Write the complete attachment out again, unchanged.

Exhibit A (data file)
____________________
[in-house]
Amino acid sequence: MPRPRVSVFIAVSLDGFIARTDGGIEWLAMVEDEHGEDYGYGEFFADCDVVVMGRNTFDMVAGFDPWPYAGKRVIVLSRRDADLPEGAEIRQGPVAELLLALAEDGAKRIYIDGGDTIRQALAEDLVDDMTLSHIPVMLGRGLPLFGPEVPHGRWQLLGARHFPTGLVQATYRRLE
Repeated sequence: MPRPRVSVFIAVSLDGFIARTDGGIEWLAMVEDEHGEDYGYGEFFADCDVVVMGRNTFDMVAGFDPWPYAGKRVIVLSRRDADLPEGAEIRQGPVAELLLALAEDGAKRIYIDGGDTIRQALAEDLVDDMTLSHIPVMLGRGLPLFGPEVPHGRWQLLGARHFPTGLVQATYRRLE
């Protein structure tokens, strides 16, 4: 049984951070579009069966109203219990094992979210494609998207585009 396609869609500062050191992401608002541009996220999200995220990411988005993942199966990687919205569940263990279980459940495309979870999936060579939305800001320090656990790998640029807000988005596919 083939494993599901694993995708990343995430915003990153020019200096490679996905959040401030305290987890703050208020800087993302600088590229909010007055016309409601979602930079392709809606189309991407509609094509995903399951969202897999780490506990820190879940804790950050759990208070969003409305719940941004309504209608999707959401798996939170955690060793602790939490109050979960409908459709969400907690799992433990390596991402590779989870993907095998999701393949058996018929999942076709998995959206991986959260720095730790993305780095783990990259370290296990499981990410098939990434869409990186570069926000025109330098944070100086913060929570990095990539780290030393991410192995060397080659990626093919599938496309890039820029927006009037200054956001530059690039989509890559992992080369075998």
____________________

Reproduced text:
[in-house]
Amino acid sequence: MPRPRVSVFIAVSLDGFIARTDGGIEWLAMVEDEHGEDYGYGEFFADCDVVVMGRNTFDMVAGFDPWPYAGKRVIVLSRRDADLPEGAEIRQGPVAELLLALAEDGAKRIYIDGGDTIRQALAEDLVDDMTLSHIPVMLGRGLPLFGPEVPHGRWQLLGARHFPTGLVQATYRRLE
Repeated sequence: MPRPRVSVFIAVSLDGFIARTDGGIEWLAMVEDEHGEDYGYGEFFADCDVVVMGRNTFDMVAGFDPWPYAGKRVIVLSRRDADLPEGAEIRQGPVAELLLALAEDGAKRIYIDGGDTIRQALAEDLVDDMTLSHIPVMLGRGLPLFGPEVPHGRWQLLGARHFPTGLVQATYRRLE
């Protein structure tokens, strides 16, 4: 049984951070579009069966109203219990094992979210494609998207585009 396609869609500062050191992401608002541009996220999200995220990411988005993942199966990687919205569940263990279980459940495309979870999936060579939305800001320090656990790998640029807000988005596919 083939494993599901694993995708990343995430915003990153020019200096490679996905959040401030305290987890703050208020800087993302600088590229909010007055016309409601979602930079392709809606189309991407509609094509995903399951969202897999780490506990820190879940804790950050759990208070969003409305719940941004309504209608999707959401798996939170955690060793602790939490109050979960409908459709969400907690799992433990390596991402590779989870993907095998999701393949058996018929999942076709998995959206991986959260720095730790993305780095783990990259370290296990499981990410098939990434869409990186570069926000025109330098944070100086913060929570990095990539780290030393991410192995060397080659990626093919599938496309890039820029927006009037200054956001530059690039989509890559992992080369075998």